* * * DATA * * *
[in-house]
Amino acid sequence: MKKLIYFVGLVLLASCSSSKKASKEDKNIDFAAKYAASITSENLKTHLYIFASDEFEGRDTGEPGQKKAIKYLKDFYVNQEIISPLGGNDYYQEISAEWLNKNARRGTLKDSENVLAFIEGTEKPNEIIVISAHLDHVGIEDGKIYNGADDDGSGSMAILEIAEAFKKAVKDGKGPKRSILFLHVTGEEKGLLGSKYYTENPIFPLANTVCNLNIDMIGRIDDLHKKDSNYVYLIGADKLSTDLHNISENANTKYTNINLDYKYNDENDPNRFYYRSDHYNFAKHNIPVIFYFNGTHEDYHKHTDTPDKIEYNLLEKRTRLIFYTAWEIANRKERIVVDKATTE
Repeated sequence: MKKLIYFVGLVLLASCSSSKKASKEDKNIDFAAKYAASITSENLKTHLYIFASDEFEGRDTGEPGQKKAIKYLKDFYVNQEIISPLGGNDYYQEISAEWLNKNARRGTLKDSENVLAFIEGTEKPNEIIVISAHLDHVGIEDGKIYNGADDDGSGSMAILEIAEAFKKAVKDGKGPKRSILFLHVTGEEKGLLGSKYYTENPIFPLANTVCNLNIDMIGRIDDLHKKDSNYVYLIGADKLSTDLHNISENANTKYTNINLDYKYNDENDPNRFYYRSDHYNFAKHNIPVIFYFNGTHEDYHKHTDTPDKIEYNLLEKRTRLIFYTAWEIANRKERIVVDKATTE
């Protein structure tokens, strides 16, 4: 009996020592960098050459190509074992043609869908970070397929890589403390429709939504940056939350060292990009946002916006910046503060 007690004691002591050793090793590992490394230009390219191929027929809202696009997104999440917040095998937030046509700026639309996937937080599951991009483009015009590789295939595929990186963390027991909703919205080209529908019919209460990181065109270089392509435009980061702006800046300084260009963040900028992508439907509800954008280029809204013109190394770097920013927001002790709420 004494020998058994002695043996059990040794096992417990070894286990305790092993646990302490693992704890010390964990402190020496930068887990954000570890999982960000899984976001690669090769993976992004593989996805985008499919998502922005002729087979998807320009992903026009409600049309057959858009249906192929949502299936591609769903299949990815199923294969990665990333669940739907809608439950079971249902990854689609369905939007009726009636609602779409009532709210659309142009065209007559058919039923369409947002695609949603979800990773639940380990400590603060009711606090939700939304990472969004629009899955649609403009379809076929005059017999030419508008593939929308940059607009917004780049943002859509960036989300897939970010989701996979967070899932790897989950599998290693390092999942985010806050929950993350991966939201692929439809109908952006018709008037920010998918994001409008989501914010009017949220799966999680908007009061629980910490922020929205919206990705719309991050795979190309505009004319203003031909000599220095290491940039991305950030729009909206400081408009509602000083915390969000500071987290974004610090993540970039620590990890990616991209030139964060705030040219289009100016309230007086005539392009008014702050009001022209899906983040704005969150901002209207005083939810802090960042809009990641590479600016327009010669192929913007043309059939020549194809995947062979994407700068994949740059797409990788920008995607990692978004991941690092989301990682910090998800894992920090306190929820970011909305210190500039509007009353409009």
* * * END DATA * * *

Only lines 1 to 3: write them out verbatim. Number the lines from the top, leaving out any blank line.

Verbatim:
[in-house]
Amino acid sequence: MKKLIYFVGLVLLASCSSSKKASKEDKNIDFAAKYAASITSENLKTHLYIFASDEFEGRDTGEPGQKKAIKYLKDFYVNQEIISPLGGNDYYQEISAEWLNKNARRGTLKDSENVLAFIEGTEKPNEIIVISAHLDHVGIEDGKIYNGADDDGSGSMAILEIAEAFKKAVKDGKGPKRSILFLHVTGEEKGLLGSKYYTENPIFPLANTVCNLNIDMIGRIDDLHKKDSNYVYLIGADKLSTDLHNISENANTKYTNINLDYKYNDENDPNRFYYRSDHYNFAKHNIPVIFYFNGTHEDYHKHTDTPDKIEYNLLEKRTRLIFYTAWEIANRKERIVVDKATTE
Repeated sequence: MKKLIYFVGLVLLASCSSSKKASKEDKNIDFAAKYAASITSENLKTHLYIFASDEFEGRDTGEPGQKKAIKYLKDFYVNQEIISPLGGNDYYQEISAEWLNKNARRGTLKDSENVLAFIEGTEKPNEIIVISAHLDHVGIEDGKIYNGADDDGSGSMAILEIAEAFKKAVKDGKGPKRSILFLHVTGEEKGLLGSKYYTENPIFPLANTVCNLNIDMIGRIDDLHKKDSNYVYLIGADKLSTDLHNISENANTKYTNINLDYKYNDENDPNRFYYRSDHYNFAKHNIPVIFYFNGTHEDYHKHTDTPDKIEYNLLEKRTRLIFYTAWEIANRKERIVVDKATTE